This reflection is based on Luke 18:9-14.

Today’s familiar Gospel story reminds us of God’s boundless mercy for sinners, but also His dissatisfaction with self-righteous Pharisees–those of us who tend to look down on others and exalt ourselves at their expense. As our Lord reminds us:

“…whoever exalts himself will be humbled,
and the one who humbles himself will be exalted.”

It’s a timely reminder especially given the fast-spreading “call-out” culture in social media. Don’t get me wrong: This technology is great. It has levelled the playing field. People who used to be unable to speak out have been given a voice. No longer restricted to silence, we can now call on even the powerful and the mighty to be accountable for their actions.

However, as in all things, there’s a danger of getting carried away. Because of the exhilaration resulting from this new-found platform, there is a temptation to appoint ourselves “keyboard activists and warriors”–netizens who make it their habit–and mission–to condemn alleged wrongdoers online. That’s part of being “woke,” isn’t it?

But here’s the problem: This call to accountability can easily lapse into cyberbullying. Isn’t it ironic that the call-out culture that was supposed to give voice to the voiceless occasionally end up silencing people?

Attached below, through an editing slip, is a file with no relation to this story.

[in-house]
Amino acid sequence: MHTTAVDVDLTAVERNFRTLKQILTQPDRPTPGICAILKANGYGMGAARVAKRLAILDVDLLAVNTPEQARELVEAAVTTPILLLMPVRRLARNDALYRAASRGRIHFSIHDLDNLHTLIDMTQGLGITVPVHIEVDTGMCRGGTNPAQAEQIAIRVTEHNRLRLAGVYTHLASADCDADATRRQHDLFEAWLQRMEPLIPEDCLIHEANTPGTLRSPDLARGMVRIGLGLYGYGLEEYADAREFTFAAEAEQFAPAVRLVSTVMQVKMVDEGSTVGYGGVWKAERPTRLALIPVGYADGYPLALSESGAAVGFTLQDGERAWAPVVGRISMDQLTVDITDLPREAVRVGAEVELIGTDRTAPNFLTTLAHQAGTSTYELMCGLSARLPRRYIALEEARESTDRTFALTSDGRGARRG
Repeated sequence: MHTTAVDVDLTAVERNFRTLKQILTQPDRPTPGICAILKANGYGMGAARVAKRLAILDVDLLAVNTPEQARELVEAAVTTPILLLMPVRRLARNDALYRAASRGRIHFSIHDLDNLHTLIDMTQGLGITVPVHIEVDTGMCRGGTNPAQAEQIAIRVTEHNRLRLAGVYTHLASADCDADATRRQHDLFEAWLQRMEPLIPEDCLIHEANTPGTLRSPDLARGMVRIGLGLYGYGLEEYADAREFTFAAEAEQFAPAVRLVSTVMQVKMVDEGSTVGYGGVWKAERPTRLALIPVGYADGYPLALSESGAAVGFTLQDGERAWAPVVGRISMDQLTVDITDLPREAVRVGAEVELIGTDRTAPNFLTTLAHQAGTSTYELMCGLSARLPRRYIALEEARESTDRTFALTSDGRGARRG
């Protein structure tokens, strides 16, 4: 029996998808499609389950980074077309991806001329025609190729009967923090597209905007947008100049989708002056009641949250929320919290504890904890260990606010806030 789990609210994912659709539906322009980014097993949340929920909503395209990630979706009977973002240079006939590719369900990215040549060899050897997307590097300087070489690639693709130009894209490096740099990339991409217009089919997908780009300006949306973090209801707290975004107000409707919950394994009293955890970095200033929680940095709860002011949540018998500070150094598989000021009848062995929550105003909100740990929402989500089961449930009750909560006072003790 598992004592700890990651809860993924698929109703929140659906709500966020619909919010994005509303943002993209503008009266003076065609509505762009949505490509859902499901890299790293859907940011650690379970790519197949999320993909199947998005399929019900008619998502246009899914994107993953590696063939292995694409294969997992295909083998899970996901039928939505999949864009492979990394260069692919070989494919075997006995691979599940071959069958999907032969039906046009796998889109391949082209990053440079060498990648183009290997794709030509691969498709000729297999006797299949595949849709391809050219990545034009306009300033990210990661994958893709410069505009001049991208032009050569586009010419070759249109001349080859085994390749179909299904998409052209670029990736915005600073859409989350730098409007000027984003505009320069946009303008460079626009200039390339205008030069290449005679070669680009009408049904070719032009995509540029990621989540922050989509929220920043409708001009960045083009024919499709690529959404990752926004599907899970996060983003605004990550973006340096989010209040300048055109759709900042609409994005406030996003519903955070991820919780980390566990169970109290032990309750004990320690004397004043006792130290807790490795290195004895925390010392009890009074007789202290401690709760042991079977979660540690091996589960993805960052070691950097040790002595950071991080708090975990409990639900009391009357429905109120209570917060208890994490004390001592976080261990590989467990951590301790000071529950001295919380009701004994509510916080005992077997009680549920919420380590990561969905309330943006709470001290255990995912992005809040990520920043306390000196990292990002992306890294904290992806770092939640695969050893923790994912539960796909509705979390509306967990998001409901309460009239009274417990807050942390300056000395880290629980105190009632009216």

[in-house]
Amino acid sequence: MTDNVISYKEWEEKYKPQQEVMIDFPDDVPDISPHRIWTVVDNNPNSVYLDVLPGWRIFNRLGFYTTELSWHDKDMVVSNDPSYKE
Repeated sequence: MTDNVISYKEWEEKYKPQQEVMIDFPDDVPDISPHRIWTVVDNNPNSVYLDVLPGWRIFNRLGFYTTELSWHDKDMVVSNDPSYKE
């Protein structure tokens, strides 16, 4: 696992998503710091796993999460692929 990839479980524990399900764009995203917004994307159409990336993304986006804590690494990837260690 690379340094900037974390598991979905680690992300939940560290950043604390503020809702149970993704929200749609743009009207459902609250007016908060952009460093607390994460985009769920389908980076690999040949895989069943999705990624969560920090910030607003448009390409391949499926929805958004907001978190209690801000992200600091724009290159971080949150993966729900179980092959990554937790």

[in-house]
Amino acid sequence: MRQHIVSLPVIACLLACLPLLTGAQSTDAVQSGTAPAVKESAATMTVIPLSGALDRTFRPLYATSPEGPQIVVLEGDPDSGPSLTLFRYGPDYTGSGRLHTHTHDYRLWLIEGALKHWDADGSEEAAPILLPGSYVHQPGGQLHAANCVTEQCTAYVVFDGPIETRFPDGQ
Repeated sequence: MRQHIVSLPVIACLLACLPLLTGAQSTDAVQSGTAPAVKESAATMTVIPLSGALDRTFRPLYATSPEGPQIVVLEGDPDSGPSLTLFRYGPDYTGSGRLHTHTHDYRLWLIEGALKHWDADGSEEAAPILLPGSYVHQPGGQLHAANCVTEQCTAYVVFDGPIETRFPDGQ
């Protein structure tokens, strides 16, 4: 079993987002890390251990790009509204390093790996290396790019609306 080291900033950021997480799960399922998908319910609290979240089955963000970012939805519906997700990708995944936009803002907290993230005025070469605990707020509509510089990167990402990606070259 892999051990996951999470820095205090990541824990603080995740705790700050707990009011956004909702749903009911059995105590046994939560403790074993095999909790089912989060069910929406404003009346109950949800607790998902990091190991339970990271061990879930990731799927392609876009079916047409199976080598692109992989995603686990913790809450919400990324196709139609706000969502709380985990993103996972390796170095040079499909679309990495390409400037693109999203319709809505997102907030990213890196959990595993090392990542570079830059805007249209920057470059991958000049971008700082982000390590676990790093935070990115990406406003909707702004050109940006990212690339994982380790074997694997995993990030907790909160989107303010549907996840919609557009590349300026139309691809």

And to make matters worse, there are no second chances online. Any online accusation or bashing, whether justified or not, leaves a permanent record so that long after the offenders may have repented and reformed, future online searches will still easily yield this record. It’s like having Hawthorne’s scarlet letter splashed on your online persona–forever! But then, here’s a question: If God gives second chances in our lives, why can’t we on the Internet?

And here’s another problem: If we’re not careful, this practice of calling out others entails clutching our so-called principles close to our chest, but in the process, they may end up hardening our hearts, leaving no room for empathy and compassion. If we don’t watch it, those self-righteous tweets and occasionally vicious posts may turn us into digital Pharisees.

Is the Internet turning you into a Pharisee?

10 replies on “DIGITAL PHARISEES”

From Emily Dickinson. Probably referring to digital Pharisees.
“How dreary – to be – Somebody!
How public – like a Frog -”

We have become a generation of croakers. What a shame!

Amen. Patawarin no ako panginoon, isang makasalanan. More God blessings and good health always to you, Father J.

Leave a Reply

Your email address will not be published. Required fields are marked *